Art critic and poet Raphael Rubinstein began publishing art criticism in 1986, taking the position that the well worn territory of Minimalism and its offshoots was not his bailiwick. Instead, Rubinstein looked to postwar painting movements in France and their living exponents for a key to his interest in new modes of abstraction in contemporary art. His fervent investigation of this issue, through his own writing and as a senior editor at Art In America from the 1990s to the present, has significantly influenced the critical landscape. Polychrome Profusion, Rubinstein’s first collection of essays on abstract painting and sculpture, gathers into one volume articles previously published in Art In America, Arts Magazine and Art Journal as well as symposium papers and catalog essays he wrote for galleries in Europe, Canada, and Venezuela. Rubinstein notes in the preface an early appreciation of Mexican culture, thanks to family background. This detail suggests that his approach to art criticism was international at heart from the get go. Indeed, it comes as no surprise that as a young critic he sought out the company of Shirley Jaffe, Norman Bluhm, and George Sugarman, American artists who came of age in postwar Paris, and credits them with teaching him “how to look at art.” (p. 9-10)
The shape that Polychrome Profusion gives to latter 20th – early 21st abstraction unfolds through five sections entitled: Complexity and Color; Expanding the Space of Abstraction; Europa Resurgent; American Vistas, North and South; and Visual Voices. Under these headings, 35 of Rubinstein’s previously published essays are lifted from their disparate sources and points in time in order to be regrouped into fresh and unexpected, illuminating and logical sets. These essays often interweave connections between the present and the past through detailed discussions of artists and art movements. Shifting between pieces that perform close visual analyses of specific artists and articles of wider scope, Rubinstein argues for a sense of stylistic history in support of stylistic change. He becomes particularly animated in this regard during conversational assessments of significant museum exhibitions held since the 1980s. The play Rubinstein discovers between history, geography, and artistic continuity in contemporary abstraction is perhaps the most compelling feature of his criticism. “The Painting Undone: Supports/Surfaces” is truly original and revelatory.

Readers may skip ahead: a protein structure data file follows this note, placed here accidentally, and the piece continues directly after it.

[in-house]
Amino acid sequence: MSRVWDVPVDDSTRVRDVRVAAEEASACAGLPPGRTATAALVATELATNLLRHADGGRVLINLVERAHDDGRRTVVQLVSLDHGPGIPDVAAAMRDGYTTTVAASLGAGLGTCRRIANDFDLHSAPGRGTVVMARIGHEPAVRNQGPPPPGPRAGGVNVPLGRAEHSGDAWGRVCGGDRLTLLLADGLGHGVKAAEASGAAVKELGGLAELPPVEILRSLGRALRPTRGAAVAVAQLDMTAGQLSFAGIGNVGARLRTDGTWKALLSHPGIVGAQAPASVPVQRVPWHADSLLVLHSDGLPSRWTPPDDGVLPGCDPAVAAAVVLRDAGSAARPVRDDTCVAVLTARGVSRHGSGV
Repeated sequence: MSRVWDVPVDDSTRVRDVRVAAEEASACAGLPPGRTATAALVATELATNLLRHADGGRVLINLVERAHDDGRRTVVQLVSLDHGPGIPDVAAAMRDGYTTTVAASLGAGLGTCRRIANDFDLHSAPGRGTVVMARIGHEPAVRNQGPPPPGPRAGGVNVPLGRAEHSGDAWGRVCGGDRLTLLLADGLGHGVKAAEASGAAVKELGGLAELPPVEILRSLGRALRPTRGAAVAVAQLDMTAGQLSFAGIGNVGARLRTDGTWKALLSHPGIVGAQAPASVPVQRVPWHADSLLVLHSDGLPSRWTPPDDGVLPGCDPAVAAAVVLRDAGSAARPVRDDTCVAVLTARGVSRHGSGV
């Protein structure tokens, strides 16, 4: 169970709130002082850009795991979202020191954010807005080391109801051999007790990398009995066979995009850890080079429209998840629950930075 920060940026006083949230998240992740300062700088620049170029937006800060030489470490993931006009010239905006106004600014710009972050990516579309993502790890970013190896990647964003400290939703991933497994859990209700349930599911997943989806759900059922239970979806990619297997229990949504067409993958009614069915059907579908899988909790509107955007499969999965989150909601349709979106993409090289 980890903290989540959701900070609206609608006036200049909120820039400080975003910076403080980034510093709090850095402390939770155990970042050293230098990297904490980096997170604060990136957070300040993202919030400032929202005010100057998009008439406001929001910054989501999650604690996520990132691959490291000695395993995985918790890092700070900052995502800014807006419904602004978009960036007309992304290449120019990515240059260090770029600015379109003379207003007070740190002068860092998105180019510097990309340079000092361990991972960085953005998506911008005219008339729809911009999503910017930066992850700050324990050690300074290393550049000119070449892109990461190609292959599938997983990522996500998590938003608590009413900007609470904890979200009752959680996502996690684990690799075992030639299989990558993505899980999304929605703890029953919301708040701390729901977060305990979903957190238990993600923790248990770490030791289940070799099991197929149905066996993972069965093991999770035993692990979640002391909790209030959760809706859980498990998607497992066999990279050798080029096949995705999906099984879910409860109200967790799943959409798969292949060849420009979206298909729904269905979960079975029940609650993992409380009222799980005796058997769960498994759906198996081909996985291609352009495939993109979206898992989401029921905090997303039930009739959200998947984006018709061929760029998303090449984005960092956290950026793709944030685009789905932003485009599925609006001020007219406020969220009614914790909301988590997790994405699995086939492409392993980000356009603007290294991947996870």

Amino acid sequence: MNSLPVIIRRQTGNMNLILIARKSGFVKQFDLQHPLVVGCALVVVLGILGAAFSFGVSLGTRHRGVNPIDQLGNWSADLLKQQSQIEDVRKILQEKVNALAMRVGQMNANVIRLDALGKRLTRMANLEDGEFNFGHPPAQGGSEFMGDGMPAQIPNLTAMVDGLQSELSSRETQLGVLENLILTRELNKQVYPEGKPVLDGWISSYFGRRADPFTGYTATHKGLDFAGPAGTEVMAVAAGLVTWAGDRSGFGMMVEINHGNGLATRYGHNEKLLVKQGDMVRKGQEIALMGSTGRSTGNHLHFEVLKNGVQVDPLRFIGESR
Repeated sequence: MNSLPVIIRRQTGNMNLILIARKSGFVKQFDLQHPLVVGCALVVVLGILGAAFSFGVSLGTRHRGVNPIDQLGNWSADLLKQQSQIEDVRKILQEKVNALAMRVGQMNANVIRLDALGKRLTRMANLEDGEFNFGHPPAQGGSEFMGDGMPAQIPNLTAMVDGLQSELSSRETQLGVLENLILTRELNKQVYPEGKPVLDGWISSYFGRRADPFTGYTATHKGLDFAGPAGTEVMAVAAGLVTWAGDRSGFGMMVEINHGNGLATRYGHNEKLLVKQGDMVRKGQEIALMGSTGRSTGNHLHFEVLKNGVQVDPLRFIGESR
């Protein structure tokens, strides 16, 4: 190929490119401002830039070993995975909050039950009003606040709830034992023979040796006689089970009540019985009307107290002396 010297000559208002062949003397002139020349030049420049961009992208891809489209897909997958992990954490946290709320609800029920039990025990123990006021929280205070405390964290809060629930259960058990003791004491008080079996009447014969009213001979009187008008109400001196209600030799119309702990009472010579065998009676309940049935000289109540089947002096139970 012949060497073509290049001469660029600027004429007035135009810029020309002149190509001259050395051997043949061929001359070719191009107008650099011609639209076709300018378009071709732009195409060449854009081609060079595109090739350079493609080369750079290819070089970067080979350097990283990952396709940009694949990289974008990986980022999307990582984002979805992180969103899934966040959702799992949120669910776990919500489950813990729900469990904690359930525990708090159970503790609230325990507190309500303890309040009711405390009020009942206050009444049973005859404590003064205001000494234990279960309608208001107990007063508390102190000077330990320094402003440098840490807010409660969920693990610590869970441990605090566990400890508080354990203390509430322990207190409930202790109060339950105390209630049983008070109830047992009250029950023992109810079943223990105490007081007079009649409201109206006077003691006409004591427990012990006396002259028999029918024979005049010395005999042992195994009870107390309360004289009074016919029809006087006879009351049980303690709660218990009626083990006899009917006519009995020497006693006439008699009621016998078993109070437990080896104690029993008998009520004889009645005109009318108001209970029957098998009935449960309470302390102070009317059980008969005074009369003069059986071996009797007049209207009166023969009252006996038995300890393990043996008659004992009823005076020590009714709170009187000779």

Stylistically, Rubinstein’s critical approach is inspired by that of New York School art critics, whose independence of thought and visual analyses are legendary. The title essay on George Sugarman and the article on Shirley Jaffe, in which Rubinstein performs intricate stylistic descriptions, attest to this influence. Independence of thought can be found not only in the overall course of his work but also at close range in the personal style of his writing, which often brings free association and anecdote to bear upon his arguments. Plainspoken critiques of freshness and clarity are the result. There are 16 color plates at the back of the book, a bonus for collections of this type. Let the curious scurry off to a good art library with Polychrome Profusion in hand. They will soon confirm for themselves how inventively Rubinstein has pursued the development of contemporary abstraction through contact with living artists.
Polychrome Profusion: Selected Art Criticism: 1990 – 2002 by Raphael Rubinsteinprint